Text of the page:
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What Is A Logistics Job and How Do You Get One?

July 28, 2020 | Career Blog

Thinking about a career in logistics but still a little unclear on what that means? There are a lot of different positions to be filled in logistics, but let’s start with the basics. Employees in logistic positions help to manage information, inventory, handling of materials, packaging, transportation, warehousing, and other management needs within the supply chain. As you can see, logisticians are responsible for making sure things are running smoothly. Keep reading for more information on logistics jobs and how you can get one.

The Different Logistics Roles

In general, a bachelor’s degree is required for most positions in logistics. However, an associate’s degree or industry certification may be enough for some roles. Some companies are also satisfied if an employee has enough related work experience and won’t require formal education in the field at all. The median pay for logisticians in the U.S. averages out to $74,750 a year, but compensation will heavily depend on your experience, specific role, and the company you work for. Here are some examples of logistics jobs you may consider:

Logistic Clerks. Clerks responsible for production, planning, and expediting work in multiple areas of the company to ensure that materials are being collected and moved correctly and based on the production schedule. Shipping, receiving, and traffic clerks verify the records of shipments coming in and going out. Any of these individuals might also be responsible for organizing, labeling, and shipping the materials themselves.

Logistics Manager. This individual is responsible for ensuring the company’s distribution, forecasting, planning services, and warehousing are running as needed. This includes ensuring lower-level logistic employees, such as the clerks listed above, are doing their jobs efficiently. By keeping these employees on task, managers are able to carry out day-to-day logistic operations.

Logistics Coordinator. A logistics coordinator helps plan out routes for the shipment of products within shipping docks, airlines, trains, and delivery trucks. They work directly with customers to ensure that the timing of loading, delivery, and pickup is all organized efficiently.

Transportation Manager. Working closely with the logistics coordinator, the transportation manager is in charge of directing and arranging the transportation of goods. They may also have some additional responsibilities if the service the company they work for provides is involved with the transportation industry itself.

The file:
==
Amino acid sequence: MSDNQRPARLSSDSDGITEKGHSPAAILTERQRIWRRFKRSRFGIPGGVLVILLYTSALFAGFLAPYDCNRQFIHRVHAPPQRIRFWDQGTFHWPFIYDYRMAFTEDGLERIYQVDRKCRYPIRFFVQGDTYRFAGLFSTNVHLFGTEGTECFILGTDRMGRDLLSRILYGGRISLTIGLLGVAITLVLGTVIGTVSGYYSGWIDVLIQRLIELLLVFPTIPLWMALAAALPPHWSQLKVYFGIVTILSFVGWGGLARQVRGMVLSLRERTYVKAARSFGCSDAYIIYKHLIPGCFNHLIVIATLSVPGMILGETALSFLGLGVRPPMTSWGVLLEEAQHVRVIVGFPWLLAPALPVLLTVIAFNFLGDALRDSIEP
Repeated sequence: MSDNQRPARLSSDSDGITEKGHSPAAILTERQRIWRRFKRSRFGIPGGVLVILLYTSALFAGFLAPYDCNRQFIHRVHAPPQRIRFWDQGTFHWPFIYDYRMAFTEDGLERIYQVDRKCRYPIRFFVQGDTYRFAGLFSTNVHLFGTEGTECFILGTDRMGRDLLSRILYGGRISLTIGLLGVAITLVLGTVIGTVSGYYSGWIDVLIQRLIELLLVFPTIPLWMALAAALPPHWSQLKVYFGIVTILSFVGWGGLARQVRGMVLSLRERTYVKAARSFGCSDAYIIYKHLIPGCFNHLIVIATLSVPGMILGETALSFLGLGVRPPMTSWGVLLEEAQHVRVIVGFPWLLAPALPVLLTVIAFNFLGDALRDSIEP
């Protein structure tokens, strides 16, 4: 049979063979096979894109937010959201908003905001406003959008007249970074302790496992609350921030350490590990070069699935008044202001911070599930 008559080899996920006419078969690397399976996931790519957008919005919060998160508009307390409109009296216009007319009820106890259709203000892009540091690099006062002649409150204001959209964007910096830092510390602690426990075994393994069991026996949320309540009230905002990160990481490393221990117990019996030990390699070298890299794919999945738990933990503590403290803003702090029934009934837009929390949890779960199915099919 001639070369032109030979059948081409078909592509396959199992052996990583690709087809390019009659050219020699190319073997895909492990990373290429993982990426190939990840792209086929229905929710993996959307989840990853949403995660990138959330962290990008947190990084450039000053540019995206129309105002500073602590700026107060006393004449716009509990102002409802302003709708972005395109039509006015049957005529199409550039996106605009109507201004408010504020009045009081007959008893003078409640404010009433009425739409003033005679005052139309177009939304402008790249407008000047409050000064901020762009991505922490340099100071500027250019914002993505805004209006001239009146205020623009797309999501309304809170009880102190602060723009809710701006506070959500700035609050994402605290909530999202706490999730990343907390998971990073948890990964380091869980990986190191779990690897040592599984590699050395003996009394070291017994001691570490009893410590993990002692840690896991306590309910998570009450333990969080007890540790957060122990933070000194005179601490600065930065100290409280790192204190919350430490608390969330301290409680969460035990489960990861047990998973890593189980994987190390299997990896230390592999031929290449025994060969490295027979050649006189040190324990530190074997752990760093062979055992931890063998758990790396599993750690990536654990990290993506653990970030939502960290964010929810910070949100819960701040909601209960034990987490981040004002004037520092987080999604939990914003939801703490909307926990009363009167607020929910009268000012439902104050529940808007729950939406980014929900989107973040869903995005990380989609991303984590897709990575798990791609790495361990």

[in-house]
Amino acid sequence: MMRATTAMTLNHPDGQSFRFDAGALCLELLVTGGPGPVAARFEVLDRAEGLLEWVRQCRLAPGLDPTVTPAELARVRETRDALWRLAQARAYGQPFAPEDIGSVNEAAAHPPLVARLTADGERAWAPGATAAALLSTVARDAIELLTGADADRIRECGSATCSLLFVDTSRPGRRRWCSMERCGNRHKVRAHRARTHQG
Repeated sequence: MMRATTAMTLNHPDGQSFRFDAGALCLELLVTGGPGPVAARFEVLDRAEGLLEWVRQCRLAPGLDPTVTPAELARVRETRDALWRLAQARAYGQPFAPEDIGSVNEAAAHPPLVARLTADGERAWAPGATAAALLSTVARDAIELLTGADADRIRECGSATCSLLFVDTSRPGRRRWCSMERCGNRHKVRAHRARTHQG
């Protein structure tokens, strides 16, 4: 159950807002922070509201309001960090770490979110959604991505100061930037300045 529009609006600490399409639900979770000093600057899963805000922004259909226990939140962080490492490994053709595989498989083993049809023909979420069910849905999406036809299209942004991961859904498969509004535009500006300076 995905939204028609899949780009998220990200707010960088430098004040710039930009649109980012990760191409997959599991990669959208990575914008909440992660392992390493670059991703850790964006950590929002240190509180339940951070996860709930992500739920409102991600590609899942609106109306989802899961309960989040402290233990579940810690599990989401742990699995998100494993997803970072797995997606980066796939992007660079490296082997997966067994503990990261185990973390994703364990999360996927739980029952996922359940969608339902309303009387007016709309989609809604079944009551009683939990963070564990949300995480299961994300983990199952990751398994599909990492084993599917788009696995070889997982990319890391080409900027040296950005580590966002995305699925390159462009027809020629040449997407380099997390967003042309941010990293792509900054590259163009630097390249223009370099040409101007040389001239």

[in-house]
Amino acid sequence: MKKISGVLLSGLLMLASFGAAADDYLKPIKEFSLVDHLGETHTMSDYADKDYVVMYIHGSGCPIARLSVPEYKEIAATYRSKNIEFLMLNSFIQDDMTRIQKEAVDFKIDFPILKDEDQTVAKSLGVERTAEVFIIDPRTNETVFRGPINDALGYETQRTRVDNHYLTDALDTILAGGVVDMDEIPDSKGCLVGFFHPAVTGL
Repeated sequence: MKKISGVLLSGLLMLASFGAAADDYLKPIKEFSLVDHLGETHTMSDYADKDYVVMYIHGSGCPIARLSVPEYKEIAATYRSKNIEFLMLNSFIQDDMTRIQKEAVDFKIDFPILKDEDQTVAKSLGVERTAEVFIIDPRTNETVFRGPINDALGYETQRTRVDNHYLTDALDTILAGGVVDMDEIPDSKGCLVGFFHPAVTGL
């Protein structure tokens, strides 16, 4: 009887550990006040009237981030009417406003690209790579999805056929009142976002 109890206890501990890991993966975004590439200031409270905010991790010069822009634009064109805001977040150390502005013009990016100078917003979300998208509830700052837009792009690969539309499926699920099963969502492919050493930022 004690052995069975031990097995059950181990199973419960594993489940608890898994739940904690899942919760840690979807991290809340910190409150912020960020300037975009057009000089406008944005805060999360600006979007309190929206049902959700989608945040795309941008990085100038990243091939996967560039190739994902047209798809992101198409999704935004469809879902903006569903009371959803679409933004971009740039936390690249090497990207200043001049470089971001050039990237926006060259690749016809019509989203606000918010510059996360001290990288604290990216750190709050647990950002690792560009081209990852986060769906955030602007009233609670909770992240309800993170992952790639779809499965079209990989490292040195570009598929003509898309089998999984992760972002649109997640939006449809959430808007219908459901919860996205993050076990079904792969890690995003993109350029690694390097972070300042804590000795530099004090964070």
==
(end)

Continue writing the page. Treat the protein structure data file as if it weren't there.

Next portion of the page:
Logistics Engineer. In charge of the design and analysis side of things, logistical engineers are the people who create processes and solutions for the projects on hand. They are often brought in to evaluate or address the effectiveness of current or upcoming processes. Feedback is given directly to logistics managers who then implement and instruct new processes to the team.

Logistical Analyst. Similar to the engineer role, a logistical analyst takes a look at the supply chain processes within a company and provides beneficial solutions. The difference is that analysts cover broader ground, sometimes even looking into finances, bills, invoices, and tracking shipments. This role is essential for keeping the company productive and profitable.

A Few Things to Consider

Working in logistics may be appealing to those looking to start a new career for a few poignant reasons.

  • There are a lot of open positions available. Sure, it’s not necessarily what you dreamed of growing up to become, but a logistician plays a major role in everyone’s life. Working in this industry connects you directly to the success and longevity of our economy. However, because so many people don’t know a lot about it, it’s often overlooked by those looking to grow and prosper. So employers and recruiters are always looking for people to fill these roles, making them a shining possibility for someone who is willing to entertain some flexibility and try something different.
  • It’s a career you can advance in. Even if you don’t have a degree or a lot of prior experience, it is still possible to enter into a company as a clerk. If you commit yourself to working hard and learning more within the job, you can easily continue to grow within the company.
  • We can help you get in. Because there are so many positions open in logistics, many companies within the supply chain turn to staffing companies like Allegiance to help them find suitable employees. Unsure if it’s the right direction for you? We can talk through your goals and aspirations for a job and help you decide if it is or not. We don’t just work in this industry, we work in many. So, no matter what we can help you decide on a path that makes the most sense for you.

Taking the First Step

We don’t just help companies find employees and people like you find their niche, over 70% of our clients and talent rate us a 10 in the industry for doing so. Take the first step, reach out today to set up your appointment with us!